9-10.RL.4.1

Analyze multiple interpretations of a story, play, or poem, evaluating how each version interprets the source text.

9-10.RL.4.2

Analyze and evaluate how works of literary or cultural significance (American, English, or world) draw on themes, patterns of events, or character types from myths, traditional stories, or religious works, including describing how the material is rendered new.

9-10.RN.1

Read a variety of nonfiction within a range of complexity appropriate for grades 9-10. By the end of grade 9, students interact with texts proficiently and independently at the low end of the range and with scaffolding as needed for texts at the high end of the range. By the end of grade 10, students interact with texts proficiently and independently.

9-10.RN.2.1

Cite strong and thorough textual evidence to support analysis of what a text says explicitly as well as inferences and interpretations drawn from the text.

9-10.RN.2.2

Analyze in detail the development of two or more central ideas over the course of a text, including how they interact and build on one another to provide a complex analysis.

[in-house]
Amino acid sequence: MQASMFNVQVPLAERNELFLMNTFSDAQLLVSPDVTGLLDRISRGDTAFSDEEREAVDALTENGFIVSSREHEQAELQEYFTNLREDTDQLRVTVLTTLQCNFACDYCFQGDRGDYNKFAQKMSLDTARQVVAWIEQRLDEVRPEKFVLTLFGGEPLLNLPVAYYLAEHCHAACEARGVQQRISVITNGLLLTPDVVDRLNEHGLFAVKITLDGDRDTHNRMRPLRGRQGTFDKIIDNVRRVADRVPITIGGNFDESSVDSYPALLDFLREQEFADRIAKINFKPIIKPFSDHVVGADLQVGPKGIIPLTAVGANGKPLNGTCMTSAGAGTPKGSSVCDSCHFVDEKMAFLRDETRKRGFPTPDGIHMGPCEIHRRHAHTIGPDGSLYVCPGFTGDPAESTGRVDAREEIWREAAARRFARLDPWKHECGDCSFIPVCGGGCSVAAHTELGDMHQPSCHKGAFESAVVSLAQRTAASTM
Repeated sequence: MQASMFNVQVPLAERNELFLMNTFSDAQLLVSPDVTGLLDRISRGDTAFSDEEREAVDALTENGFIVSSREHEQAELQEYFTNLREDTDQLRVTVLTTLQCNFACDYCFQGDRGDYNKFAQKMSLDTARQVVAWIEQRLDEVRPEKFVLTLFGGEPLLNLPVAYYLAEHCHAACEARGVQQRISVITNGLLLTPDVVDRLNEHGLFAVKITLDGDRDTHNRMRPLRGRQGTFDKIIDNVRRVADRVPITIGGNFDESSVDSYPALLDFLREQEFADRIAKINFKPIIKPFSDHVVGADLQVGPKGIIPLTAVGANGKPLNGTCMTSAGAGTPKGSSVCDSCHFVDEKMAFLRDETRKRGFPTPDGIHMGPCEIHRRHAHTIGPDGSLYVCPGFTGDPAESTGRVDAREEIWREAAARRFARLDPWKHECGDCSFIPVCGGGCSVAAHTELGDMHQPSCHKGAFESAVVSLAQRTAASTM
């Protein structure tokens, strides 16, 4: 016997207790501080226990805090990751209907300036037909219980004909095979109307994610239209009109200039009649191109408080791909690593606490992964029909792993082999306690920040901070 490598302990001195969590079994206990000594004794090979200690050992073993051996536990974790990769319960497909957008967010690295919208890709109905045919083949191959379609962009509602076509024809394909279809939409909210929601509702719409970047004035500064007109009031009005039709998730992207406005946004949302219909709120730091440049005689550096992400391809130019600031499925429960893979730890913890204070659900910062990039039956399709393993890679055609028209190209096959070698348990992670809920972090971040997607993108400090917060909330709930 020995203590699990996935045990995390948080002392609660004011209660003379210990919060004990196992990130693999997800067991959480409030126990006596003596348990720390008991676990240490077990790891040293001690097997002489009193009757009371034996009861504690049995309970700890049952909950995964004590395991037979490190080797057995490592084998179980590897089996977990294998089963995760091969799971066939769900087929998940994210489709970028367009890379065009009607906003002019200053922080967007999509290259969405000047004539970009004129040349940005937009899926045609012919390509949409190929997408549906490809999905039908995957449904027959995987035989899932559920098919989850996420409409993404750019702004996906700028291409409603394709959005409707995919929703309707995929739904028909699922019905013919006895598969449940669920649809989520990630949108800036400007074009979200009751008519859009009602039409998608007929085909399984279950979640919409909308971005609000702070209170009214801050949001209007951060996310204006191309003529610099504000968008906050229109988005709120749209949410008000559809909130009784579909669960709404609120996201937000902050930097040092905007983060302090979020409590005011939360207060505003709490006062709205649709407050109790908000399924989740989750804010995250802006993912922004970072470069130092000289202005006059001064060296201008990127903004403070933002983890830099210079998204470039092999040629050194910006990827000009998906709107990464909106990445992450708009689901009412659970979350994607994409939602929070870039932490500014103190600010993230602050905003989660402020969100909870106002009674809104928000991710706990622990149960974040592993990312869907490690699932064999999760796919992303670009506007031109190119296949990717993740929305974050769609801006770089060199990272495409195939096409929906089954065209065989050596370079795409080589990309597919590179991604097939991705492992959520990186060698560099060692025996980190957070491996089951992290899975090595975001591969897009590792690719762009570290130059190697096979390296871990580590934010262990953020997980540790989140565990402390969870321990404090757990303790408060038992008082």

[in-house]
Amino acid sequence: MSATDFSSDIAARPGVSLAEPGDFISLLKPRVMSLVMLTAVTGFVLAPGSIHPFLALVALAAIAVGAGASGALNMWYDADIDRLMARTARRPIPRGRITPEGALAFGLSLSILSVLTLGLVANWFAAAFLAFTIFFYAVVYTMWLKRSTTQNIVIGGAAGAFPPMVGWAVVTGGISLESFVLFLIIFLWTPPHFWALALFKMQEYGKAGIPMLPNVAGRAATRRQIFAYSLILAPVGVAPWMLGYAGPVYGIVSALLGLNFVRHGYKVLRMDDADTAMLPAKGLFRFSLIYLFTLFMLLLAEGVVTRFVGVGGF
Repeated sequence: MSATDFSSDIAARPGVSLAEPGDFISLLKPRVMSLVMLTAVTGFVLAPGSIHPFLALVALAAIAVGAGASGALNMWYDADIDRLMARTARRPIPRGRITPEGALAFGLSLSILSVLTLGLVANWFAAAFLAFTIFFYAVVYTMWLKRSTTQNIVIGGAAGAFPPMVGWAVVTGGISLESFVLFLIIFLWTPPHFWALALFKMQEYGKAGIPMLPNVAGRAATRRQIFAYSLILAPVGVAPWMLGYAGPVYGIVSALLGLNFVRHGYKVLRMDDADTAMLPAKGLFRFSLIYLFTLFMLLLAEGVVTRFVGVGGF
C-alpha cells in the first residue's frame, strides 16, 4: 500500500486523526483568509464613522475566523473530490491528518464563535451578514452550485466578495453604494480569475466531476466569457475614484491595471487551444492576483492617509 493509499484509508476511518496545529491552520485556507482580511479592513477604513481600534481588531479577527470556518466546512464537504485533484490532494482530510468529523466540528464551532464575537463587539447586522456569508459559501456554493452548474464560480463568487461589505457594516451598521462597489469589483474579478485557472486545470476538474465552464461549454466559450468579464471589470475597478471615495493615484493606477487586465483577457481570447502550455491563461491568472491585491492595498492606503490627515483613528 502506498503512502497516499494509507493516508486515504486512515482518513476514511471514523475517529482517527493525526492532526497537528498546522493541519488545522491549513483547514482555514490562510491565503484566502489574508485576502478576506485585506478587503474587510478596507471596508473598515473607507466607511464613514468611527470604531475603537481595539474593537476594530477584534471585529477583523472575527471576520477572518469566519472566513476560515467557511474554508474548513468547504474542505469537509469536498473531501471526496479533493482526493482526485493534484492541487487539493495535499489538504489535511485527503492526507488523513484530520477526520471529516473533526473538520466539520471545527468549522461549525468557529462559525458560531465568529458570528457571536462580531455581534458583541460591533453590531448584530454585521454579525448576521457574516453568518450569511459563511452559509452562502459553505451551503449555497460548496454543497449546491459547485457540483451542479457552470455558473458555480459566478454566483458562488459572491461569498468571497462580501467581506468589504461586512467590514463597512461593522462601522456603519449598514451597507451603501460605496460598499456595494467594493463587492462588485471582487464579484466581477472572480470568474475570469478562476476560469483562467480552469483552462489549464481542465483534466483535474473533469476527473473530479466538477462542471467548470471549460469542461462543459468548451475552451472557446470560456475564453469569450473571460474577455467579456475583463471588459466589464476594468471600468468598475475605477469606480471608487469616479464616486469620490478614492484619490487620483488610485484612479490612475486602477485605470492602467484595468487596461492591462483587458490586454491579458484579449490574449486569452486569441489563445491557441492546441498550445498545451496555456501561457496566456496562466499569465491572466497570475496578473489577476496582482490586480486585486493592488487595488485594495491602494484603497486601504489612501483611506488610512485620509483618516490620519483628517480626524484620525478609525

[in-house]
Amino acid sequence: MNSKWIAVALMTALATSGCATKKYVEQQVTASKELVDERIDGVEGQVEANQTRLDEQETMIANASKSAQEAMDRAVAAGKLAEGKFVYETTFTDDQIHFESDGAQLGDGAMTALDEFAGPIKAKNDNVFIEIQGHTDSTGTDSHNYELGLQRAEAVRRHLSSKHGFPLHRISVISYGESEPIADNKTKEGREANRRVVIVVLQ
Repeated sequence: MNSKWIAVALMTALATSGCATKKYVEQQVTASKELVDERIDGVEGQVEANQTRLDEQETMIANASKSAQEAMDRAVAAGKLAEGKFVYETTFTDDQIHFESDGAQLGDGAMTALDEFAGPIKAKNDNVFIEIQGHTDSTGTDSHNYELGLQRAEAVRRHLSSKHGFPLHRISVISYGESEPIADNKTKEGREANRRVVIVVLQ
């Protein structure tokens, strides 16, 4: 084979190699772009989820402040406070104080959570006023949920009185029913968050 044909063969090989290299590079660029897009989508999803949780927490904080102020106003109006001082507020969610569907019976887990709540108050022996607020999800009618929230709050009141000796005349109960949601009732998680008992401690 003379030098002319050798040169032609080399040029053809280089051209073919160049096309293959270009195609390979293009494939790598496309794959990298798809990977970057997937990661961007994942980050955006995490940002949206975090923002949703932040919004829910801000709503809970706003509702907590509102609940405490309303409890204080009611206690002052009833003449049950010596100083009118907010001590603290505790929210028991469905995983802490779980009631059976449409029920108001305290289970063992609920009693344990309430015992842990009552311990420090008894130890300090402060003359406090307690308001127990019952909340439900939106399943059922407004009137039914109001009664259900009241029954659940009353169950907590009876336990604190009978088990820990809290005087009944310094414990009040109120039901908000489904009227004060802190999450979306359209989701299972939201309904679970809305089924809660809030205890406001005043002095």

9-10.RN.2.3

Analyze how the author unfolds an analysis or series of ideas or events, including the order in which the points are made, how they are introduced and developed, and the connections that are drawn between them.

9-10.RN.3.1

Students are expected to build upon and continue applying concepts learned previously.

9-10.RN.3.2

Analyze in detail how an authors ideas or claims are developed and refined by particular sentences, paragraphs, or larger portions of a text.

9-10.RN.3.3

Determine an authors perspective or purpose in a text, and analyze how an author uses rhetoric to advance that perspective or purpose.

9-10.RN.4.1

Delineate and evaluate the argument and specific claims in a text, assessing whether the reasoning is valid and the evidence is relevant and sufficient; identify false statements and fallacious reasoning.

9-10.RN.4.2